l2. Engine performance indicating means fora chassis dynamometer, comprising: a pai-r of rolls 'adapted to be driven bya wheel of a motor vehicle undergoing test; a direct current generator driven from one yof said rolls; a potentiometer coil connected across said generator; a -movable contact engaging said potentiometer coil; a hydraulic power absorption device comprising a rotor driven by the other of said rolls and a rotatable stator enclosing said rotor and carrying an arm rotatable therewith through an angle proportional to the torque developed by the vehicle engine; means connecting said arm with said movable contact; a power meter; and electrical conductors connecting said meter with said movable contact and with one end of said potentiometer coil.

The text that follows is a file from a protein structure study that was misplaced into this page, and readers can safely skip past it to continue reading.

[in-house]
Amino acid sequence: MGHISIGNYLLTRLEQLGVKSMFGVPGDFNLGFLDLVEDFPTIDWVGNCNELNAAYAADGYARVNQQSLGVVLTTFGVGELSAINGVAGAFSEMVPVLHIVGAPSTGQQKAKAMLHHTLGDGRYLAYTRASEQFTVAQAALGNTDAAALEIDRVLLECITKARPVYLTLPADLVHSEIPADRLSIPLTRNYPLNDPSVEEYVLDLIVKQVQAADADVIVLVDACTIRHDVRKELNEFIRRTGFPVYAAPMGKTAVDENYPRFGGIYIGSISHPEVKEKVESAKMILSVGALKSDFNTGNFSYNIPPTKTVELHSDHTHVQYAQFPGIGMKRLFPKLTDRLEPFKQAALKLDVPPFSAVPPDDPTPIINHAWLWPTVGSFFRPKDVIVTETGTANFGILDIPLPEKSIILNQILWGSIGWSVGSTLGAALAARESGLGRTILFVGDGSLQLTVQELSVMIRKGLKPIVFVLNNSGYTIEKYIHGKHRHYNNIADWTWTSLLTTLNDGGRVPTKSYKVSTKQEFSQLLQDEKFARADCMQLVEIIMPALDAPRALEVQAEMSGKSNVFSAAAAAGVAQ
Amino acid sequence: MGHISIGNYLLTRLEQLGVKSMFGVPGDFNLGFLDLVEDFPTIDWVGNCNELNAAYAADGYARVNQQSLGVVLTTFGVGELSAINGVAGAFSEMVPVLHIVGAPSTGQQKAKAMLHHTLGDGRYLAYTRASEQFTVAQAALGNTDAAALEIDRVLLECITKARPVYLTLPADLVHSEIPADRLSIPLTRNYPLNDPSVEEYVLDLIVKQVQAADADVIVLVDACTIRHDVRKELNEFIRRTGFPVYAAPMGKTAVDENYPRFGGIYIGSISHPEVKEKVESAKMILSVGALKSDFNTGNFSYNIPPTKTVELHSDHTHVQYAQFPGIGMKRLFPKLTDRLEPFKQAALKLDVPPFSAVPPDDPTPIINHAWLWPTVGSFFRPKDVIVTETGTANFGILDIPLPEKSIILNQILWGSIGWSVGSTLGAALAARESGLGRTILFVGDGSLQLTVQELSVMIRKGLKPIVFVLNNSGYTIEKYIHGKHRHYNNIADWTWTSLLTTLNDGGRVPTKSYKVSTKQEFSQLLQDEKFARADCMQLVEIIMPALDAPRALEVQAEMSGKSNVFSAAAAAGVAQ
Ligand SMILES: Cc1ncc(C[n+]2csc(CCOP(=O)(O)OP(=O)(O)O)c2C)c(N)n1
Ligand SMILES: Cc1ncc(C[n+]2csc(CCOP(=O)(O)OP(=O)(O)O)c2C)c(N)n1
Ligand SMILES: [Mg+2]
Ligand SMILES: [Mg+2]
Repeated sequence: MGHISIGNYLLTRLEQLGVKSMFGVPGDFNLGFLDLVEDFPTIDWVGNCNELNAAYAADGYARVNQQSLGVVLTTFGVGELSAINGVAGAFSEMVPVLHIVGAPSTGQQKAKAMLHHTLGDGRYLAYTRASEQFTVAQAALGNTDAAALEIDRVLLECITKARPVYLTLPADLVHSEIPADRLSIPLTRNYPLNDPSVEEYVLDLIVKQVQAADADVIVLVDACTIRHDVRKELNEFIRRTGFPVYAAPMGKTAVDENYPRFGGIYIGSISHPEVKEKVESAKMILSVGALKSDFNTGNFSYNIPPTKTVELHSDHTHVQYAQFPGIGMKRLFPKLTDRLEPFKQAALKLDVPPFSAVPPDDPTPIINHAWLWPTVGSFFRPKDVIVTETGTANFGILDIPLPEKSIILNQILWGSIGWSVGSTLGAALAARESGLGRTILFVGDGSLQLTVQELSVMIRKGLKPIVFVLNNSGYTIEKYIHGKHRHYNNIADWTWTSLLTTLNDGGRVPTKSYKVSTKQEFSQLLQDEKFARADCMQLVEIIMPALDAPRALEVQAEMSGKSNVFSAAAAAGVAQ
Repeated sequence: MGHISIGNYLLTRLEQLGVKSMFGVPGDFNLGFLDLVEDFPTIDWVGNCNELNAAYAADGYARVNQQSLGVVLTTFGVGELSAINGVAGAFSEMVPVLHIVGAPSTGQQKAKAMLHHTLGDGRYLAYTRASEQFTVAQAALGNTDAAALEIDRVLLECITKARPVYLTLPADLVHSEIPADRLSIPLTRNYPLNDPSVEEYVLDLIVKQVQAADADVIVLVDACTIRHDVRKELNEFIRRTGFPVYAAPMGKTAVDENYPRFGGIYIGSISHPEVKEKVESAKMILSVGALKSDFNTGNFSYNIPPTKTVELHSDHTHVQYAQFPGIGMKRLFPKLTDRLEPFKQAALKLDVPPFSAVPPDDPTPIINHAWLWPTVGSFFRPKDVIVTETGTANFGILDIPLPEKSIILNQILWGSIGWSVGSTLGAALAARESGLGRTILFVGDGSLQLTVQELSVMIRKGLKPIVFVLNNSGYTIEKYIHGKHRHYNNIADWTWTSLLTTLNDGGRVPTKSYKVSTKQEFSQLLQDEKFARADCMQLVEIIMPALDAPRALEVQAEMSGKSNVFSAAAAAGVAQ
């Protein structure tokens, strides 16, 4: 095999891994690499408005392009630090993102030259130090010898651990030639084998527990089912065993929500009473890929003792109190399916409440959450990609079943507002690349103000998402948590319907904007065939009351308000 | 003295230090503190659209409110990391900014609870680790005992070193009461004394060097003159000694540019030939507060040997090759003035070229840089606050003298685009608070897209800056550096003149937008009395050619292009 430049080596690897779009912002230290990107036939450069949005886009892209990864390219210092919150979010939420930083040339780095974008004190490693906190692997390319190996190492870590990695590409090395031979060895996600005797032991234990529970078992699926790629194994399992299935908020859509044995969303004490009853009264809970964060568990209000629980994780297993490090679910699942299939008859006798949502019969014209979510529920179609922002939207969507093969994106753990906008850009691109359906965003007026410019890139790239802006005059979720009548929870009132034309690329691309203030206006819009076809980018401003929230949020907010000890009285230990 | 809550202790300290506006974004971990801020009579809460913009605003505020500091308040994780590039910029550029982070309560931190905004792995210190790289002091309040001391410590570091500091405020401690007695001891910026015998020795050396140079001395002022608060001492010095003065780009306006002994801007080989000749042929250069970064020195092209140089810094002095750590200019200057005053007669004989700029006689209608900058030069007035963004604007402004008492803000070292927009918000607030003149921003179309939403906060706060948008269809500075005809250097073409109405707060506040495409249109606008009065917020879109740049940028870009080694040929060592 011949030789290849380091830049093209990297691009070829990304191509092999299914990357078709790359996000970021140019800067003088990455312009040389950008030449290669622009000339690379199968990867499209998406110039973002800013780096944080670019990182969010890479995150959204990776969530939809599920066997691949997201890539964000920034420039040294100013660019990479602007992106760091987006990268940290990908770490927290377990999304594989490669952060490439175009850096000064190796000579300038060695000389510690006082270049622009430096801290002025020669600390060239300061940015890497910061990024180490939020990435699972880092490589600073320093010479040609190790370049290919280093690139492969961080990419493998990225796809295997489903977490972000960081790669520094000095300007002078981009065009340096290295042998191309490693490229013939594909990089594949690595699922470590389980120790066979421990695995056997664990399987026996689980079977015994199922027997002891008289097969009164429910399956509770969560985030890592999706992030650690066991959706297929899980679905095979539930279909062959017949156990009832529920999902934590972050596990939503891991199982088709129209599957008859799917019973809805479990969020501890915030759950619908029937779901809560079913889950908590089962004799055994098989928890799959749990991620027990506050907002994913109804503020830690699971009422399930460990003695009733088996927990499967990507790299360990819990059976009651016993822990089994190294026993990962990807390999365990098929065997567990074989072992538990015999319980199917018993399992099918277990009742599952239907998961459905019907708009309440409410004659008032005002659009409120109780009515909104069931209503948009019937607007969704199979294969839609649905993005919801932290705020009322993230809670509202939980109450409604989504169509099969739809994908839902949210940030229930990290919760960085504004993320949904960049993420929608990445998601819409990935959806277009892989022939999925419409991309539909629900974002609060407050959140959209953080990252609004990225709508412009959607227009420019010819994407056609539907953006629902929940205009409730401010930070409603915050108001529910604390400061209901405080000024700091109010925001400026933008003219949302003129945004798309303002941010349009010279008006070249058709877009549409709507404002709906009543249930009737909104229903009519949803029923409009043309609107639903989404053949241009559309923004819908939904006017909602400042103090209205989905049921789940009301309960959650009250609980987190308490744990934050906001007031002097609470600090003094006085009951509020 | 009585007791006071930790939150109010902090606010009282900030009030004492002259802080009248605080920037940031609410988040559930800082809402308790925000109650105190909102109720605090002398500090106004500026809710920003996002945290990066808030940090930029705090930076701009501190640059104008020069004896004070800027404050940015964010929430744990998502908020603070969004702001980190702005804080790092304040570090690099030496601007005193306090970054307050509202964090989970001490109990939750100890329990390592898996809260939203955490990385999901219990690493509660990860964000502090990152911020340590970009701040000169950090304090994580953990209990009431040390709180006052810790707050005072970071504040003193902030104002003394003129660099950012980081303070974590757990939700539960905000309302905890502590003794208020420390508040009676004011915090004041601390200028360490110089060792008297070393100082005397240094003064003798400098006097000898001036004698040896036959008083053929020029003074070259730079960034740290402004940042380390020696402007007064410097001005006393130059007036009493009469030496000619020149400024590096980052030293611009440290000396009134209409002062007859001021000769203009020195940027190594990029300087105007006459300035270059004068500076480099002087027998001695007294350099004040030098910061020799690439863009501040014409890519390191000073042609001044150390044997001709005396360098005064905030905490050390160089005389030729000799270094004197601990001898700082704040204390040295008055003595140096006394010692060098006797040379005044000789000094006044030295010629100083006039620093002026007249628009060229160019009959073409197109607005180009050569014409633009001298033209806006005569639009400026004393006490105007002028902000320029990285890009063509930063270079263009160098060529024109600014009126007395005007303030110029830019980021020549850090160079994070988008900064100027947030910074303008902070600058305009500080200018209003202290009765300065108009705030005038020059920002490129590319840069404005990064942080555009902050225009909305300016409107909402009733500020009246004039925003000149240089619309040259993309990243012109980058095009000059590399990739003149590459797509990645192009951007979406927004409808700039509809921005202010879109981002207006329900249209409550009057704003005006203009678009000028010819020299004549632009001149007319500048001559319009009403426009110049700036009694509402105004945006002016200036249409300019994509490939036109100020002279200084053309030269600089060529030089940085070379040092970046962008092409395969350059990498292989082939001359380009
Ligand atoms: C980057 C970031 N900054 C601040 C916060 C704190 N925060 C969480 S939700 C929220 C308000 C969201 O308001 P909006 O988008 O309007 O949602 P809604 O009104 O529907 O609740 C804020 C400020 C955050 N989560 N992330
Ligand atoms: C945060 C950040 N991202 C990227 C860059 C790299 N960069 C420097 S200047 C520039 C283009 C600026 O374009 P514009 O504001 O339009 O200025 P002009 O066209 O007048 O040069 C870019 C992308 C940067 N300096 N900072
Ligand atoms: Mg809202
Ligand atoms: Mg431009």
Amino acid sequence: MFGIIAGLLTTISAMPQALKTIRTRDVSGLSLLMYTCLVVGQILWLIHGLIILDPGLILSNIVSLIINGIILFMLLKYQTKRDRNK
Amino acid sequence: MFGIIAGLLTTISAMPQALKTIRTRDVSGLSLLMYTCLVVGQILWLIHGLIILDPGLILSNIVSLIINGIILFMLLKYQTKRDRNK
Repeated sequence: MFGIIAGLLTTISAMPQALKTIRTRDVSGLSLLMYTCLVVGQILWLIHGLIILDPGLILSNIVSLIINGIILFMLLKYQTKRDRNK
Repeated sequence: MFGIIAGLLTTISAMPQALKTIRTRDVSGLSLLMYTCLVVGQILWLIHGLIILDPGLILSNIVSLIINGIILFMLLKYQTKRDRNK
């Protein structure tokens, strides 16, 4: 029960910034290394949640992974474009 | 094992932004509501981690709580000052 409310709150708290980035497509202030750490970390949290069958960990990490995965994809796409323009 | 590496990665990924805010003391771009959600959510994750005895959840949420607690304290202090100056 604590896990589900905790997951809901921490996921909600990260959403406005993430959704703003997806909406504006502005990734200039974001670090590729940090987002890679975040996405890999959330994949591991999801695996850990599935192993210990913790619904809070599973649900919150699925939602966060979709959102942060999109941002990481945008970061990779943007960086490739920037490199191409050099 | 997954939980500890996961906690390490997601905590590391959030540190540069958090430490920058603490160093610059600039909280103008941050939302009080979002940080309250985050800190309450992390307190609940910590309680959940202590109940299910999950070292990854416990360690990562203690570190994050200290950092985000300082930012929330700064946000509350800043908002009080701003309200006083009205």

13. Engine performance indicating means for a chassis dynamometer, comprising: a pair of rolls adapted to be driven .by a wheel of a motor vehicle undergoing test; a generator including a lrotor driven by one of said rolls; a potentiometer coil connected in circuit with said generator; a movable contact engaging said potentiometer coil; a hydraulic power absorption device comprising a rotor driven by the other of said rolls and a rotatable stator enclosing said rotor and carrying an arm which is Irotatable therewith through an angle .proportional to the torque developed by the vehicle engine; means connecting said arm `with said movable contact; a power meter; a first lconductor connecting one side of said power meter with said movable contact; a variabl-e resistance connected in series with said first conductor for calibrating said power meter; and a second conductor connecting the other side of said power Imeter with one end of said potentiometer coil.